Page 589 - Week 02 - Thursday, 14 February 2013

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those with a gambling addiction play poker machines. We also know that, on average, for each person who is a problem gambler, seven other people they know are seriously affected by their addiction.

In response to an article on the Drum by Charles Livingstone, the deputy head of the Department of Health Social Science at Monash University, someone named Suzanne commented very aptly:

The pokies are unique, specific, money-extracting machines, time-consuming, socially-isolating devices that prey upon vulnerable people extremely efficiently.

This bill is designed to prevent existing problems from getting even worse and preventing the machines from becoming even more isolating by prohibiting the use of headphones designed to further isolate gamblers and ensure that they cannot be distracted from the machines.

Recently, following a 12-month interim ban, the Victorian gambling minister issued new regulations prohibiting the use of headphones, or what are commonly known as audio isolation devices, on poker machines. The bill I present today is modelled on those regulations in response to the concerns from experts.

Following the announcement of the Victorian ban, the InterChurch Gambling Taskforce chairman, Dr Mark Zirnsak, said that the ban should be replicated Australia wide. This bill will implement the ban in the ACT and prevent the Gambling and Racing Commissioner from approving a machine that has an audio device for headphones unless the device is specifically for those with a hearing impairment.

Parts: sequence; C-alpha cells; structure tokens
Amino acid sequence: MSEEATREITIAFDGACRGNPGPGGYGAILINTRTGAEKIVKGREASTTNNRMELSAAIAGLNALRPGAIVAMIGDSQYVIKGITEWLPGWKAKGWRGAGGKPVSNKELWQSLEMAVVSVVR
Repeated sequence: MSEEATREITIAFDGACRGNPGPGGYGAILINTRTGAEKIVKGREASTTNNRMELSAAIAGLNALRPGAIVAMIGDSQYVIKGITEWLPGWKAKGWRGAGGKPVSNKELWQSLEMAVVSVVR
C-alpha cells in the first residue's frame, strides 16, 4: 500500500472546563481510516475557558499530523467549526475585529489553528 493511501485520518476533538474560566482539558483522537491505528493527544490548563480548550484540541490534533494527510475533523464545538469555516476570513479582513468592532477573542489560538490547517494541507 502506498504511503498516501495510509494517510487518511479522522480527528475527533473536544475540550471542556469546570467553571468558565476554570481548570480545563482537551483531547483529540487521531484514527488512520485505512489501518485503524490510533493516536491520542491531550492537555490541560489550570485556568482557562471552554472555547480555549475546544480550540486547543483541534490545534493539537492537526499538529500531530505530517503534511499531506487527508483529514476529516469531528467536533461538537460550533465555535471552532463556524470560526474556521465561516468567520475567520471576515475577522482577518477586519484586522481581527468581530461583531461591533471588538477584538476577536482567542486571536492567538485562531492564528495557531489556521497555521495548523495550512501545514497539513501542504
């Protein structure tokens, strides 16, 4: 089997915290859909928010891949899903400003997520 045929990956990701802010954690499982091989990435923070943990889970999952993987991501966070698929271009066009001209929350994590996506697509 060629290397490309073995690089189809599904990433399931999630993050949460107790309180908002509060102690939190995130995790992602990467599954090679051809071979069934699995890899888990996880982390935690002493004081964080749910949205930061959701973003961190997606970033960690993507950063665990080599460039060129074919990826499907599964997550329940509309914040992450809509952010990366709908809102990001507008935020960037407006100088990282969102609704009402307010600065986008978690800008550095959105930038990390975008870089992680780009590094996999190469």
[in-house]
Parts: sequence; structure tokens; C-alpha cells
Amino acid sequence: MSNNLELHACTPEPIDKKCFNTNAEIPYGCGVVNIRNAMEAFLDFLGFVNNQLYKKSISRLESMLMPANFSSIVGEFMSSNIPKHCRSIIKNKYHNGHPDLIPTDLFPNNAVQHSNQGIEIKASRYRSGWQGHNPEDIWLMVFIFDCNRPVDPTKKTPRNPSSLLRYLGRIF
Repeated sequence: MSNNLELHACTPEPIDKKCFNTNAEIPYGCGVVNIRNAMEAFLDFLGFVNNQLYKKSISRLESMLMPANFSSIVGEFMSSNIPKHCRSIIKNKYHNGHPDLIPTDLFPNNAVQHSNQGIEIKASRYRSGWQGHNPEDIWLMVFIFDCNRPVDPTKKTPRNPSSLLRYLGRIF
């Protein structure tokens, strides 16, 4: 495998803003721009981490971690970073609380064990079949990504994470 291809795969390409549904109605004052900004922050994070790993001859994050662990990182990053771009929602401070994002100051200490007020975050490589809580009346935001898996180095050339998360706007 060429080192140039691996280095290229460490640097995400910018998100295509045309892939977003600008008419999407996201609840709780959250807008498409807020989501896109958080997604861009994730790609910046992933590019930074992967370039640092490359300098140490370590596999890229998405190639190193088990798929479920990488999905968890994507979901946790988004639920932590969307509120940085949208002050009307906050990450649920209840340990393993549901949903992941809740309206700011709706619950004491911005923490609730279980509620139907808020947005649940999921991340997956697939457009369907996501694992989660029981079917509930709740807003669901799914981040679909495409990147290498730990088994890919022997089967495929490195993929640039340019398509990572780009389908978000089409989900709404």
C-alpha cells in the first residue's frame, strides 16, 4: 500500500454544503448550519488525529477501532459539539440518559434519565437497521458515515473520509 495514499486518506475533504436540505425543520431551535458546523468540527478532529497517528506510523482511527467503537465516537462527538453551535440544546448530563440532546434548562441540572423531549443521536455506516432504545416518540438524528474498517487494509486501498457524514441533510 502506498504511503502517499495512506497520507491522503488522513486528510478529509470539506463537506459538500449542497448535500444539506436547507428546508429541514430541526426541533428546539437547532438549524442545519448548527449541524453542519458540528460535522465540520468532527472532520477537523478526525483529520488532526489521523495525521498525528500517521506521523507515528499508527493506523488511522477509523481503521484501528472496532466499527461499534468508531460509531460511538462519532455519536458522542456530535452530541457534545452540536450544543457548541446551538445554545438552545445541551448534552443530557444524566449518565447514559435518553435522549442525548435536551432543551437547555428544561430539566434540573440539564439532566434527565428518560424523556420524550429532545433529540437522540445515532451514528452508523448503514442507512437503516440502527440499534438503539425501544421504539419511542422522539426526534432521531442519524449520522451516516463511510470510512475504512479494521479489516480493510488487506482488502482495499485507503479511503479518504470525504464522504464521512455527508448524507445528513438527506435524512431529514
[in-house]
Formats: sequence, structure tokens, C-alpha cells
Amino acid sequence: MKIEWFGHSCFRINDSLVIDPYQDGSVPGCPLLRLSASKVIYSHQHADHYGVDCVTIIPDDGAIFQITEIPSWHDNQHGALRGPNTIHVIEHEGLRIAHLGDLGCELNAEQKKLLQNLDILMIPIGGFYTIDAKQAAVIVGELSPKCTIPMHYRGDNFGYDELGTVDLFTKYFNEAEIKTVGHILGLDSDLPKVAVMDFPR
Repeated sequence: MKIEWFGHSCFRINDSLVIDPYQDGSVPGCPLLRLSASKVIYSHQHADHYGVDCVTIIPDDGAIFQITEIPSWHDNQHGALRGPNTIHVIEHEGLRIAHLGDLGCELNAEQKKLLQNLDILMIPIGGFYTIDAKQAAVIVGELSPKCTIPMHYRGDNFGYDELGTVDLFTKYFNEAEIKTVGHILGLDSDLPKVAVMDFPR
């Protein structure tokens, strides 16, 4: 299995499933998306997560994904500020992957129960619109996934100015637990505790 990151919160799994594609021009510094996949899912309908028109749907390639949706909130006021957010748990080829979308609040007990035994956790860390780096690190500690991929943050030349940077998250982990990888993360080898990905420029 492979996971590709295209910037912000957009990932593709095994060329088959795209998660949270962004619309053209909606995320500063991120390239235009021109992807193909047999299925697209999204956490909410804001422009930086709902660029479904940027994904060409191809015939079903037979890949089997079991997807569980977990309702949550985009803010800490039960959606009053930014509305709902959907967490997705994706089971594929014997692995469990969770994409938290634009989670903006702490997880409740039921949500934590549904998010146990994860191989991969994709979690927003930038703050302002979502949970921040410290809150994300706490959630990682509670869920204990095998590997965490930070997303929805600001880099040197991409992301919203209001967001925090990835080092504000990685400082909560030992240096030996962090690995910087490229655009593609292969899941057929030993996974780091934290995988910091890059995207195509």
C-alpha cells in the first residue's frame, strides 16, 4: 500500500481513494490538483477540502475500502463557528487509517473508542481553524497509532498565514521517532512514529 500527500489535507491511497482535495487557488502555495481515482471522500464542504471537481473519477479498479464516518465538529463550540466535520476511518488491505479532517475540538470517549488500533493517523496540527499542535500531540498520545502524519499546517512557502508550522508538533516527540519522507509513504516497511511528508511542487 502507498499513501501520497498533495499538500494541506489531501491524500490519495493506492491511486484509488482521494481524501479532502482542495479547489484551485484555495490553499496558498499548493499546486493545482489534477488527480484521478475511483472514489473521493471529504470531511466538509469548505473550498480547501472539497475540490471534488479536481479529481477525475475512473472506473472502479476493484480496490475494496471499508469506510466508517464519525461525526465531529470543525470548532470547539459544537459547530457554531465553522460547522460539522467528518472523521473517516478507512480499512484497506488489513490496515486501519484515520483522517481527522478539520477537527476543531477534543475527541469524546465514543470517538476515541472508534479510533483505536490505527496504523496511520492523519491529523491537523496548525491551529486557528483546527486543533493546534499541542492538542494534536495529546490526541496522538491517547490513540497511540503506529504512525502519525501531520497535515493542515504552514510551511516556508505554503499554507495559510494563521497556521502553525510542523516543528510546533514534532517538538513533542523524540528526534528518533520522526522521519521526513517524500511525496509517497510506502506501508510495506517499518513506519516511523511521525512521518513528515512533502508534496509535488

Further, the bill provides a regulation-making power so that should there be other devices which would never be able to be approved by the commissioner, they can be prescribed by regulation to prevent their approval.

At the time the Victorian ban was implemented, the minister, Michael O’Brien, said in an ABC radio interview:

… the sounds of silence apart from a number of people sitting at their gaming machines literally plugged into them is just something that we just find was fairly abhorrent and something that we couldn’t support as being a responsible gambling practice.

I certainly agree with that statement. I do not think anyone would want to see any Canberrans go to a club and plug themselves into a machine, completely isolated from everything else around them, and gamble their income away.

The New South Wales Independent Liquor and Gaming Authority has listed headphones on the gaming machine prohibited features register, preventing the use of headphones in New South Wales. At the time, those bans were opposed by the poker machine lobby, which argued that such a ban was discriminatory.

However, when ClubsACT were contacted in the development of this bill, to their credit they indicated their support for the ban.

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